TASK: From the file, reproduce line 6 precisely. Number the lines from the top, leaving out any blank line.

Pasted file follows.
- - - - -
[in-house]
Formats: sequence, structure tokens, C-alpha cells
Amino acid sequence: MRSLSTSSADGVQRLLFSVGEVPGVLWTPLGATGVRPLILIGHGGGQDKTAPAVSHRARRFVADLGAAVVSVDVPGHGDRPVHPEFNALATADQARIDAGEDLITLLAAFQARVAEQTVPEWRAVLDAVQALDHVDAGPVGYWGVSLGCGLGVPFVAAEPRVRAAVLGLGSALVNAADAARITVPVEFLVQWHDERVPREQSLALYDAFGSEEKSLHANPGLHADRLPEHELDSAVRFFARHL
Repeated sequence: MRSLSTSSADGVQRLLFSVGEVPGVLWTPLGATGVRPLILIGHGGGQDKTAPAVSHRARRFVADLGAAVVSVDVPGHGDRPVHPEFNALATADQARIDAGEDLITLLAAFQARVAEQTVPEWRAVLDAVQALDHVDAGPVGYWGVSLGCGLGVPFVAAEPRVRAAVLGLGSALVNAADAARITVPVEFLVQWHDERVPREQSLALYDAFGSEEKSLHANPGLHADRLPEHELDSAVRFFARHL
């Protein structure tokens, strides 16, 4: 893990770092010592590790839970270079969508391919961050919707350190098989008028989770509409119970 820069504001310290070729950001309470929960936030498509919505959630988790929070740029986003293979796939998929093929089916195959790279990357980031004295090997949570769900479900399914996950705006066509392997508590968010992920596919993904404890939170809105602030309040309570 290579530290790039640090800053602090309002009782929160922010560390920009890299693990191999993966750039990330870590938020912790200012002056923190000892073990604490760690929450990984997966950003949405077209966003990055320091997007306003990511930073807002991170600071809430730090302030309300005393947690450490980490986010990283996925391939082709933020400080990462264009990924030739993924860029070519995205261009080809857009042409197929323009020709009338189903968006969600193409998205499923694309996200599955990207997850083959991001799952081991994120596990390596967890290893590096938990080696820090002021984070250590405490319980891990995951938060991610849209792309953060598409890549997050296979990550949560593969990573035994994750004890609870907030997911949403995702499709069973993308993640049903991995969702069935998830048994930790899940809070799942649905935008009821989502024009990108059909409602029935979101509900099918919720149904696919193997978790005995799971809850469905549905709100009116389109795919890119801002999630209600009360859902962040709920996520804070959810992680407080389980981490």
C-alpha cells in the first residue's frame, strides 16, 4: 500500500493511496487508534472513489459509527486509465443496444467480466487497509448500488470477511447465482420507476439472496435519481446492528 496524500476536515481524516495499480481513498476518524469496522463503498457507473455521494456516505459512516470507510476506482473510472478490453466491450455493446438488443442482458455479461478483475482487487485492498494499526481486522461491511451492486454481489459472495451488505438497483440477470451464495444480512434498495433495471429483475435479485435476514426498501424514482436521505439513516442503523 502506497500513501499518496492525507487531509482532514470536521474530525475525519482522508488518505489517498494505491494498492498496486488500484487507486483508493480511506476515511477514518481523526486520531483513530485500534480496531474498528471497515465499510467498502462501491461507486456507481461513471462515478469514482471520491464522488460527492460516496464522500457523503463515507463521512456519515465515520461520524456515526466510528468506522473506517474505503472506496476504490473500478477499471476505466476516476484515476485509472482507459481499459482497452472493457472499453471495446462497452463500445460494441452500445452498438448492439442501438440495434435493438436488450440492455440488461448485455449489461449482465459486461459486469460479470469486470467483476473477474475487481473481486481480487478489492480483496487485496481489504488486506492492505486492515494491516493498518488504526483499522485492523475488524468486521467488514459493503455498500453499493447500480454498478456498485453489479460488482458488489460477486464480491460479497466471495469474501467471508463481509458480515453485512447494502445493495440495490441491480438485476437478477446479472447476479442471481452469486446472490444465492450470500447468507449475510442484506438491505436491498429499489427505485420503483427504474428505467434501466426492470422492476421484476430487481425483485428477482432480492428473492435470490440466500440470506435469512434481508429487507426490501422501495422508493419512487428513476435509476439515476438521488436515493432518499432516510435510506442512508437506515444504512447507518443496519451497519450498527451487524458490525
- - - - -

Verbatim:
C-alpha cells in the first residue's frame, strides 16, 4: 500500500493511496487508534472513489459509527486509465443496444467480466487497509448500488470477511447465482420507476439472496435519481446492528 496524500476536515481524516495499480481513498476518524469496522463503498457507473455521494456516505459512516470507510476506482473510472478490453466491450455493446438488443442482458455479461478483475482487487485492498494499526481486522461491511451492486454481489459472495451488505438497483440477470451464495444480512434498495433495471429483475435479485435476514426498501424514482436521505439513516442503523 502506497500513501499518496492525507487531509482532514470536521474530525475525519482522508488518505489517498494505491494498492498496486488500484487507486483508493480511506476515511477514518481523526486520531483513530485500534480496531474498528471497515465499510467498502462501491461507486456507481461513471462515478469514482471520491464522488460527492460516496464522500457523503463515507463521512456519515465515520461520524456515526466510528468506522473506517474505503472506496476504490473500478477499471476505466476516476484515476485509472482507459481499459482497452472493457472499453471495446462497452463500445460494441452500445452498438448492439442501438440495434435493438436488450440492455440488461448485455449489461449482465459486461459486469460479470469486470467483476473477474475487481473481486481480487478489492480483496487485496481489504488486506492492505486492515494491516493498518488504526483499522485492523475488524468486521467488514459493503455498500453499493447500480454498478456498485453489479460488482458488489460477486464480491460479497466471495469474501467471508463481509458480515453485512447494502445493495440495490441491480438485476437478477446479472447476479442471481452469486446472490444465492450470500447468507449475510442484506438491505436491498429499489427505485420503483427504474428505467434501466426492470422492476421484476430487481425483485428477482432480492428473492435470490440466500440470506435469512434481508429487507426490501422501495422508493419512487428513476435509476439515476438521488436515493432518499432516510435510506442512508437506515444504512447507518443496519451497519450498527451487524458490525